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Hill Offices Differ on Maternity, Paternity Leave

When Senate aide Lisa Sutherland decided to have a baby in the late 1990s she couldn’t have asked for better employment conditions. Not only did her boss, Sen. Ted Stevens (R-Alaska), give her 12 weeks off with full pay, but when she returned to the office he let her work part-time, bring her newborn to meetings and use his hideaway as a “little nursery,” complete with playpen and changing table.

Not everyone is so lucky.

Per the Family and Medical Leave Act of 1993, Congressional offices (like other employers) are required to give up to 12 weeks of unpaid family and medical leave per year, including for both men and women to care for their newborn, adopted or newly placed foster child if they have worked 12 months in a Congressional office and logged 1,250 hours of service in the year preceding the leave.

But that’s where the uniformity stops.

Whether a Member gives any paid leave during this time is left to the discretion of the individual office (as are such things as sick leave and vacation time), meaning Congress is a patchwork of essentially 535 different maternity/paternity leave policies.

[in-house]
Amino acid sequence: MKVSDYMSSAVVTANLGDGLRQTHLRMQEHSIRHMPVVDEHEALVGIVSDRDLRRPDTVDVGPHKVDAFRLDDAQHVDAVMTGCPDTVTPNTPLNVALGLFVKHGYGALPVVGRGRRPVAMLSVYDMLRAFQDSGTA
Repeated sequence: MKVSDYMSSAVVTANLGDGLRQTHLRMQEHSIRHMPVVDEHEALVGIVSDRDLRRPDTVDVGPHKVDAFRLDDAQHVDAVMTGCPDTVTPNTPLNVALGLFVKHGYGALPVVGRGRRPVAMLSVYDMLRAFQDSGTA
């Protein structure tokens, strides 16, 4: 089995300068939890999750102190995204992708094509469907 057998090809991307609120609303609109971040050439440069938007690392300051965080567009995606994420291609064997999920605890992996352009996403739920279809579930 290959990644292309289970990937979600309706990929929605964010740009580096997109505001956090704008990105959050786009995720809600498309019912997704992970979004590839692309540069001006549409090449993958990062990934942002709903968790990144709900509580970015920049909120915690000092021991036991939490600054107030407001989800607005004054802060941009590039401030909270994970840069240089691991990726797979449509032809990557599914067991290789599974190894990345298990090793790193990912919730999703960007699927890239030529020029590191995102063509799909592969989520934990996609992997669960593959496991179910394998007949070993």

Case in point: New parents who work for Sen. Barbara Boxer (D-Calif.) are eligible for up to nine weeks of paid leave. But those female aides who work for Boxer’s Golden State counterpart, Sen. Dianne Feinstein (D), receive only four weeks paid when they give birth, while birth fathers and adoptive parents receive two paid weeks off.

Some in Congress want to change this.

In early January, Stevens introduced a bill that would give federal employees eight weeks of paid maternity leave and one week of paid paternity or new adoptive parent leave. And today, Sen. Chris Dodd (D-Conn.), who authored the FMLA, plans to announce his intentions to introduce a bill that would (among other things) provide for paid maternity and paternity leave for both public- and private-sector employees.

So what’s typical?

According to 2006 data produced for the Chief Administrative Office, in the House, 80.2 percent of the 141 offices that responded to a survey offered paid leave averaging 7.6 weeks for the care of a newborn by a birth parent. Meanwhile, data collected by the Secretary of the Senate’s office over that same period showed that 96.2 percent of the 79 offices that answered the question offered paid leave at an average of 6.1 weeks. Similar average paid leave also was given by these offices for adoption or for the care of foster children.